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January 21st, 2008

What to do when you finally make time for a newsletter makeover

What to do when you finally make time for a newsletter makeover

As HTML email newsletter designers, we work with clients every day who want to make their newsletters look better and function better. We polish code, create new designs, and guide newsletter launches. And it’s a blast!

But, something we’d been neglecting for far longer than I care to admit (okay, so the newsletter hasn’t had an “official” makeover since its launch in 2001!) is our own email design. Sure, we’ve made some changes here and there, but most of those came about because I have a constant need to fiddle with things.

Part of the delay comes down to just good old fashioned time management–it’s hard to schedule our own newsletter makeover when we’ve got all these exciting projects for clients. Part of the delay comes down to the fact that we’re hard to work with ;-) . And, part of the delay, let’s face it, comes down to worrying about what you’ll think of it. After all, this is what we *do*. So, if we do a bad job for ourselves, well, that doesn’t say good things about our abilities, now does it?

Once I got past that last bit–my own worry over what the new newsletter would look like and if you would like it and whether or not it would do justice to our services–the rest was easy. Or, if not altogether easy, at least break-down-able into a five-step process.

Step One: Define the voice.

You’ll notice the smart-alecky headings throughout the new version of the newsletter. Those are all me. (So, if you hate them, blame me.)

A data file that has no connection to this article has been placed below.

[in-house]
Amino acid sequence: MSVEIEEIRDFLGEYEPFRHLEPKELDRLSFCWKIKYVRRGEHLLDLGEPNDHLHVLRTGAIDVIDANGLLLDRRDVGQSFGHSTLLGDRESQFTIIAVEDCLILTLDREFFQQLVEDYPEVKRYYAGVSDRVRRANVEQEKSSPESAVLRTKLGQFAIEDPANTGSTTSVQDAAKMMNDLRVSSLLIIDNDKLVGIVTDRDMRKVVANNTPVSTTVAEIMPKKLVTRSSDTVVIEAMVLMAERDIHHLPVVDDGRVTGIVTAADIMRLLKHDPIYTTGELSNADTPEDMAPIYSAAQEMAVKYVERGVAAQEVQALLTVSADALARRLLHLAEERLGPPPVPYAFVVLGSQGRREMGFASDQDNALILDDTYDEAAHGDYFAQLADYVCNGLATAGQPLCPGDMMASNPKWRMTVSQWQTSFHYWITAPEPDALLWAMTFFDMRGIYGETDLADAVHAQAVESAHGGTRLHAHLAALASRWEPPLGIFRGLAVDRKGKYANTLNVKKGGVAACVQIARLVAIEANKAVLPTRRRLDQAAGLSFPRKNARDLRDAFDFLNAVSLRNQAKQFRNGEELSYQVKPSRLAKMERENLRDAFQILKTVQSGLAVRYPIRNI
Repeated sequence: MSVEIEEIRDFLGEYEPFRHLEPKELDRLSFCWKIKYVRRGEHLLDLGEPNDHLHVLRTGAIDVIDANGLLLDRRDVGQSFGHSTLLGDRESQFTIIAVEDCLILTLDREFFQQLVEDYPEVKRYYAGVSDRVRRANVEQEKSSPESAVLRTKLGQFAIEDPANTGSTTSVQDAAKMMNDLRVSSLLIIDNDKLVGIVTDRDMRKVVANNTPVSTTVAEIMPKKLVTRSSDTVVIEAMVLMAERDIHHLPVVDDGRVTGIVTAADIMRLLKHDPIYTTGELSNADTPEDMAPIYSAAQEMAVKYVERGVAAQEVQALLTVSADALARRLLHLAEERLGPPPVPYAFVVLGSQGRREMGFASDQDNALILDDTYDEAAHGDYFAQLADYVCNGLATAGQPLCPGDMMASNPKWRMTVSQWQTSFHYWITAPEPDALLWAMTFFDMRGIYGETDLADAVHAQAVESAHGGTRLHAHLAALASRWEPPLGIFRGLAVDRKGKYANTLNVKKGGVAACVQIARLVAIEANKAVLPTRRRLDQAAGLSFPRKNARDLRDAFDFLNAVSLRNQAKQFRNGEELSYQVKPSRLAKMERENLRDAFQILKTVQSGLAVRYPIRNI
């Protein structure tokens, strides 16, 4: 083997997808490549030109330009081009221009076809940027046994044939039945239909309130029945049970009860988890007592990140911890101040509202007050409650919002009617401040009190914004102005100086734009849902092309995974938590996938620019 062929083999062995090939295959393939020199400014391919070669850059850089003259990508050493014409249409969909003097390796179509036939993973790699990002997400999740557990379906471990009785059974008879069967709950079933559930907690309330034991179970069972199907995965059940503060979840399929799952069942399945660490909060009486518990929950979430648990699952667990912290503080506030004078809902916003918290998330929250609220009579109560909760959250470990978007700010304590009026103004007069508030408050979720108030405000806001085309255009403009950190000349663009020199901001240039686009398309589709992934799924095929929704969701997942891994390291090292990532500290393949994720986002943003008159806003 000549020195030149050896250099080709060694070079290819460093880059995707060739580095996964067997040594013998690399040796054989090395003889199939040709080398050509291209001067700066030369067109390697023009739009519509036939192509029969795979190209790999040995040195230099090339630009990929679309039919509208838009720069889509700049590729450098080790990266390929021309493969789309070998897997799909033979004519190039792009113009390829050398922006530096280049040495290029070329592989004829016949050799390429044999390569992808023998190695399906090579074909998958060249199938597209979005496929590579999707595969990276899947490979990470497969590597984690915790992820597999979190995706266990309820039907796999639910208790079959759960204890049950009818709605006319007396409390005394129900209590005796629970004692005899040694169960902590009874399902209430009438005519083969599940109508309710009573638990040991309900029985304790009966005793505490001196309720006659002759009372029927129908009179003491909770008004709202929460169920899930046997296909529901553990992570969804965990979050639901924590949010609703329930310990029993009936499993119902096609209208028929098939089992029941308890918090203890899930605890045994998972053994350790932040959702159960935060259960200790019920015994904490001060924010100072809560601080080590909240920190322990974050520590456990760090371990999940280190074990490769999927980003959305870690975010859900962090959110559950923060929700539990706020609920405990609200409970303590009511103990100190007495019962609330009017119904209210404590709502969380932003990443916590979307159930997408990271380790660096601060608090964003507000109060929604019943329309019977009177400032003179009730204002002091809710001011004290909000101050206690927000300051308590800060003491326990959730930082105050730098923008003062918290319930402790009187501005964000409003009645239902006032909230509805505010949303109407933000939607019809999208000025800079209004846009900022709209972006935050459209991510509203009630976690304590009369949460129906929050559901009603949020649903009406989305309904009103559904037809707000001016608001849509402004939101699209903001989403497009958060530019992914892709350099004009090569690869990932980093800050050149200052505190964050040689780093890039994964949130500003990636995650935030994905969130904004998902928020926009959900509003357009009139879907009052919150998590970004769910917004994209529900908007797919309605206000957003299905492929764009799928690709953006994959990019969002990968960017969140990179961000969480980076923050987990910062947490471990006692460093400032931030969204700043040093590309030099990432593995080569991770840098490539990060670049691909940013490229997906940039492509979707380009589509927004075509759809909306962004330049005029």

It’s a smart idea to give your newsletter a voice of its own, and to carry that through as many of the elements as possible. Some places to put that voice include section dividers, nameplates, photos, and even backgrounds. Really weave that voice all throughout the newsletter–both in the way you phrase things and in the actual design elements you choose. Everything, from your color scheme to your fonts to your line heights should illuminate who you are.

Step Two: Decide how bold you can be. And be bolder.

I’ve never seen a client be too bold in their newsletter. Too timid, absolutely. But never too bold. Never too committed to their vision for who they are, who they serve, and how they’re going to make a difference for their readers. Never.

There’s no better place to really embrace your brand and your identity than in your newsletter. See, your website, has to worry about the search engines (which appreciate keywords far more than that funny joke). On the other hand, your newsletter has but one goal: connect you and your reader. That’s it.

So show up in your newsletter. Show up in the articles you write, and in the stories that you share. Show up in the way that you write your welcome message and your new subscriber gift. SHOW UP. Be bold.

For me, I find that I have to write a lot of garbage to get to the point where it’s actually *me* doing the writing. When I’m writing anything, there are lots of jargon-filled paragraphs, lots of rambling on while I try to find my point, and many, many wasted words. So, I let myself warm up, purge all of that garbage out of my writing wiring, and then I begin, again.